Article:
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Old macintosh word(?) file

asked 2016-05-13 13:34:19 +0100

Jori Mäntysalo gravatar image

I was asked to open some old files, mostly made with Macintosh around 1990. As an example I have a file that has the string "WDBNMSWD" starting from location 0x20. It is only 2175 bytes long - can it be a real MS Word file?

If so, how can I tell LibreOffice to open it? By Googling I found that libmwaw should open it, and that LO should have it integrated. Is it so? LO do open it, but the content is only some garbage.

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answered 2016-05-17 13:24:19 +0100

osnola gravatar image

Hello, I have a lot of Mac Word files v1.0 to v5.0 and there all begin with 0xfe then a number between 0x32 and 0x37 :-~

Concerning the first file, if its header contains WDBNMSWD, it is probably a Mac Word file which was compressed by some utility, maybe by MacBinary/CompactPro/Stuffit or by some other utility...

Concerning the second file, I have never seem any file which have such header, so I have no idea.

Note:If these files are not confidential, you can send them to me ( you can find my email in http://www.loria.fr/~alonso/ ), I can guess more...

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Signature (type/creator) WDBN/MSWD tells it is a native M$ Word file. If it has been compressed by any utility, its signature would have been changed. Which precise file format is encoded somewhere in the file preamble (sector 0) and is checked by the application (though I doubt Word 1.0 would correctly reject a file created by Word 6.0).

ajlittoz gravatar imageajlittoz ( 2016-05-18 08:13:11 +0100 )edit

Yes, but normally, this information is stored in the disk's catalog not in the file's data fork. So if it is present in the file data fork, this probably means that some utility/compressor has merged/saved the file information, the data fork (and probably the rsrc fork) in a new data fork, ...

Note: the second file's signature "bad deed" is quite original, but I did not find it in the web...

osnola gravatar imageosnola ( 2016-05-18 09:03:23 +0100 )edit

Got it! Linux command unar was able to uncompress (also) files containing WDBNMSWD and then LibreOffice 5 opens it. Thanks!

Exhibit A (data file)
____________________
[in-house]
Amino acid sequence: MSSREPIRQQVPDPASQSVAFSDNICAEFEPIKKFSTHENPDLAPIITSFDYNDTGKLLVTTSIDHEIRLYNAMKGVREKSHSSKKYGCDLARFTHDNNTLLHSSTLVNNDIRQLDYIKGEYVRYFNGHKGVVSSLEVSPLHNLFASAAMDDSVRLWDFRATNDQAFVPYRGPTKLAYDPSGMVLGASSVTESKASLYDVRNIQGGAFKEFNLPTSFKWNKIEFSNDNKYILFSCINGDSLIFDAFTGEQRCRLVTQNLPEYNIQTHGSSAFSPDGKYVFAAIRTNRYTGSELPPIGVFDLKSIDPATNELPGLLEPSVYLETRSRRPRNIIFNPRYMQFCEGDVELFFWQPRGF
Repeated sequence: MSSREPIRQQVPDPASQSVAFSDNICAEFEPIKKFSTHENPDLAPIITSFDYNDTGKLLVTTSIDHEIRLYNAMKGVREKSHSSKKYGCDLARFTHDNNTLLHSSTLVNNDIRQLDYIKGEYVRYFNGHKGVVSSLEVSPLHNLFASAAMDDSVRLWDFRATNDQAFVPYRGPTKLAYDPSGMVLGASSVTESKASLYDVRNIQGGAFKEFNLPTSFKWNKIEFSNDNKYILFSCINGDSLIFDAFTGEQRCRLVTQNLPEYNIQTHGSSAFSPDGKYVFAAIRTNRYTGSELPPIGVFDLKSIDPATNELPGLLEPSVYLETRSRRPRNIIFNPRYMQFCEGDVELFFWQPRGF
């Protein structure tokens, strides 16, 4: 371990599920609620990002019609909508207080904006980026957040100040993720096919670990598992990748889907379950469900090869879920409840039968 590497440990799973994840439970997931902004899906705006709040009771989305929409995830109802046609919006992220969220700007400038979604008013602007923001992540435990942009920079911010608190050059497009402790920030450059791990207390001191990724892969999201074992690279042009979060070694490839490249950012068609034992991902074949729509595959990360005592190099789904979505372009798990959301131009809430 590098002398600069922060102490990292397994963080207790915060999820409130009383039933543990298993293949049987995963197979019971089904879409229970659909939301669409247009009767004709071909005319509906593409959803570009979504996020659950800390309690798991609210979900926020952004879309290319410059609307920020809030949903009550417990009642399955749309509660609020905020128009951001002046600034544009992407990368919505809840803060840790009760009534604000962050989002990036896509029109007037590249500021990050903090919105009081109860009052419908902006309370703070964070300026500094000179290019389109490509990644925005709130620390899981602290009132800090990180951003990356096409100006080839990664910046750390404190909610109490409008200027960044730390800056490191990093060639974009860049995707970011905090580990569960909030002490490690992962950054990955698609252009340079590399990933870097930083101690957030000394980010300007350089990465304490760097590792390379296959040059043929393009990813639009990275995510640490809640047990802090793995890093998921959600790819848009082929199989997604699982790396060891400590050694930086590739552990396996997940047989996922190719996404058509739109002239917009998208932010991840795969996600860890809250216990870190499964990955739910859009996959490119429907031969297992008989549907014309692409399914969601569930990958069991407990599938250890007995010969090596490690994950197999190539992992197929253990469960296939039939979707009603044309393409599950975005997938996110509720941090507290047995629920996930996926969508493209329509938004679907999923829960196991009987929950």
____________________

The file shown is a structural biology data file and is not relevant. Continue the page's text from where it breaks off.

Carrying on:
Jori Mäntysalo gravatar imageJori Mäntysalo ( 2016-05-20 12:35:32 +0100 )edit
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answered 2016-05-14 09:36:31 +0100

ajlittoz gravatar image

updated 2016-05-14 14:20:15 +0100

Old Macintosh files are kind of small directory containing 2 sub-files: one called "data fork" is equivalent to a traditional file, the other one called "resource fork" contains a small poor man's DB with lots of meta data.

When you open a Mac file under another OS, this OS sees only the data fork. Unfortunately, your Word file is stored in a binary format in the "data fork" and cannot be decoded without the help of the "resource fork" metadata.

To be able to read your file, you must first transform it into a "data fork"-only format. You can do it only if you still have access to a vintage Mac and the adequate Word version. In this case, you can try text format (you lose all styling) or Rich Text Format RTF (but styling will anyway be distorted).

Then, the file can be processed by LO, BUT expect some more difficulty due to the MacRoman character set which is different from Unicode used by LO. MacRoman is a single-byte character set covering the full 0-255 range. It then conflicts with the 0xA0-0xFF UTF-8 range used for multi-byte sequences: this results in funny glyph display. However, these artefacts are deterministic and you can map them unambiguously to the original character.

Note:

The "string" WDBNMSWD is a format/creator signature telling the file was created by M$ Word (MSWD) and stored in Word binary format (WDBN). This information is used by MacOS to launch the required application in response to a double-click on the file icon, or by Finder (the file manager) to display an ad-hoc icon.